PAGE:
Railroaded: The Transcontinentals and the Making of Modern America

By Bogart, Dan | Independent Review, Spring 2013 | Go to article overview

Railroaded: The Transcontinentals and the Making of Modern America


Bogart, Dan, Independent Review


* Railroaded: The Transcontinentals and the Making of Modern America

By Richard White

New York: Norton, 2011.

Pp. xxxiv, 660. $35.0 cloth.

Network industries are especially prone to market and government failures because they involve large, durable, and fixed investments across space. History is useful in trying to understand how network industries evolve and the role of policies and institutions in their development. One needs to see them in a long-run perspective, which is exactly what Richard White does in his provocative and well-researched book on the American transcontinental railroads.

It is difficult to overstate the centrality of railroads to American history, especially in the territories west of the Mississippi River. In economic terms, transcontinental railroads are seen as an engine of growth, integrating eastern and western markets and thereby opening the possibility of settlement. Frederick Jackson Turner's famous safety-value argument posits that the opening of the frontier kept American wages relatively high because it prevented diminishing returns to labor. In this perspective, railroads are seen as a great achievement. This story has a dark side, however. Private companies built the transcontinental railroads, but they received significant government aid. The federal government most notably gave land grants and low-interest loans. The official rationale for the subsides was that railroads across the American West would be built too slowly or not at all unless investors received extra inducements. Government was giving a helping hand to a strategic industry. As it turned out, transcontinental railroads were not a financial success in the short term. By the 1890s, many could not meet their interest obligations and went into receivership. They also aroused tremendous complaints from farmers and shippers. Discrimination in freight rates across space and across traffic types led to calls for regulation and eventually led to the founding of the Interstate Commerce Commission.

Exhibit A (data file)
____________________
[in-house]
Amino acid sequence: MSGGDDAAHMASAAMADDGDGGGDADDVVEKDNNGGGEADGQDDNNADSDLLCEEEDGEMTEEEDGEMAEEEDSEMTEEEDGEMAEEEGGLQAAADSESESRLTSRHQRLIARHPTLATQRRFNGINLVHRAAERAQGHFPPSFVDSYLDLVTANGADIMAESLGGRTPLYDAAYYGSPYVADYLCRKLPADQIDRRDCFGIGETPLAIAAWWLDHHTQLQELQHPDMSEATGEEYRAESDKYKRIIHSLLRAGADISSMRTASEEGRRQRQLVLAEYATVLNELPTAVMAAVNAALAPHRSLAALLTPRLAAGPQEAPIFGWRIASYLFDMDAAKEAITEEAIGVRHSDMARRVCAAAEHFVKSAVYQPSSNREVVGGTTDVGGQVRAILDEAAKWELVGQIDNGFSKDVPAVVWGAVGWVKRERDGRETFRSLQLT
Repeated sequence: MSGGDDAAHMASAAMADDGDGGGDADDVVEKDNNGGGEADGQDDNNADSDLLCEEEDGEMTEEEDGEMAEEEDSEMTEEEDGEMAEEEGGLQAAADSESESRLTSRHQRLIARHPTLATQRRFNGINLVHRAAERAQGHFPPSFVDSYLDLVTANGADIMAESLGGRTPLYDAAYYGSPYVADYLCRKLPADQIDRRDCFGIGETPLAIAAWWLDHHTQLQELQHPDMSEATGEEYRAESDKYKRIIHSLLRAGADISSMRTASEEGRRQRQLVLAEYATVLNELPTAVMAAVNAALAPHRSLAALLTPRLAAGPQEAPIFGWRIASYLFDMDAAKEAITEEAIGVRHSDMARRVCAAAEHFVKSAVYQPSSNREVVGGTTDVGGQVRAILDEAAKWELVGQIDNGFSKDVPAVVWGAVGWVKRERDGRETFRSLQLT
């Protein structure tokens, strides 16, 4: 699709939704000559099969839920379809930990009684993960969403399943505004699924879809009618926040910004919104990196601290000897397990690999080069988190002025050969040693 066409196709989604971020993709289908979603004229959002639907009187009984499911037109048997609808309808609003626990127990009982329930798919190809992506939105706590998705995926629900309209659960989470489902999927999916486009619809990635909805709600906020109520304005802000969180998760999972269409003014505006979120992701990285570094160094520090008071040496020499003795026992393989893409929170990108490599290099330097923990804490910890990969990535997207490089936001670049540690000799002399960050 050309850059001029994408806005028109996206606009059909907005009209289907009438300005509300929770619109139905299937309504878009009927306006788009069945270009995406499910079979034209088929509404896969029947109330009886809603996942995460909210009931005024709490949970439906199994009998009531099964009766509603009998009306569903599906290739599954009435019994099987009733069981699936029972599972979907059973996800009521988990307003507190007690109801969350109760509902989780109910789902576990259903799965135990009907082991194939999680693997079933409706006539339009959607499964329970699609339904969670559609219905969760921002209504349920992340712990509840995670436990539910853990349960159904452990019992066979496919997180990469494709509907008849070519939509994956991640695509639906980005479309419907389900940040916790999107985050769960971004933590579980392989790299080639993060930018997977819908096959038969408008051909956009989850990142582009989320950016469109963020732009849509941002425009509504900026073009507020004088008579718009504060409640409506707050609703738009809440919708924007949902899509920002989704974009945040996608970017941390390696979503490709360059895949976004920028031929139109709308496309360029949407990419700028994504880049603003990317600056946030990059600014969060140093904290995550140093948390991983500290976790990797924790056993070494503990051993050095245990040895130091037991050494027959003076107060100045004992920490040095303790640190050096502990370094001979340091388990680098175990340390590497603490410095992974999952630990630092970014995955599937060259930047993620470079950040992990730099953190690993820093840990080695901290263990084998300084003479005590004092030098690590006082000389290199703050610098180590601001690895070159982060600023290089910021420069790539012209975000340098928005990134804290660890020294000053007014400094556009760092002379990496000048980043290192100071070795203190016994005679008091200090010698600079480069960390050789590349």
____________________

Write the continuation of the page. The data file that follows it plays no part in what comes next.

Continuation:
In Railroaded, Richard White gives a comprehensive account of the economic, social, and political aspects of transcontinental railroads. The book is based on a deep reading of the sources and is a must read for anyone interested in transportation and the development of the American economy. White is particularly keen on pointing out the transcontinental railroads' failings in order to counter many studies that view them in a favorable light. He makes several main points that are worth exploring in detail.

First, he argues that tremendous corruption was involved in building and operating the transcontinental railroads. The promoters of the Central Pacific, Southern Pacific, and Union Pacific railroads were more interested in the profits from constructing railroads than from operating railroads efficiently. Leyland Stanford and Collis Huntington used various schemes to line their pockets, such as forming a construction company that they controlled and from which they profited exclusively in building the railroads. As long as the federal government did not call in the loans and investors were still willing to provide capital, promoting and building transcontinental railroads provided a path to immense fortunes. White gives the details of how fortunes were amassed, including countless examples of bribes to politicians and double-dealing with distant investors. For example, he reports evidence that the Central Pacific's legal expenses were more than three times its total tax payments in the 1870s (p. 130). Influencing politicians apparently cost more than legitimate payments to government. There is also much evidence of the antagonisms between the great railroad barons. For example, Huntington hated Jay Gould, which is not surprising because he operated a rival railroad, but more surprising is that Huntington also hated Stanford, with whom he controlled the Central Pacific. As White points out, it is impossible to understand the transcontinental railroads' history without knowing their promoters' character. …

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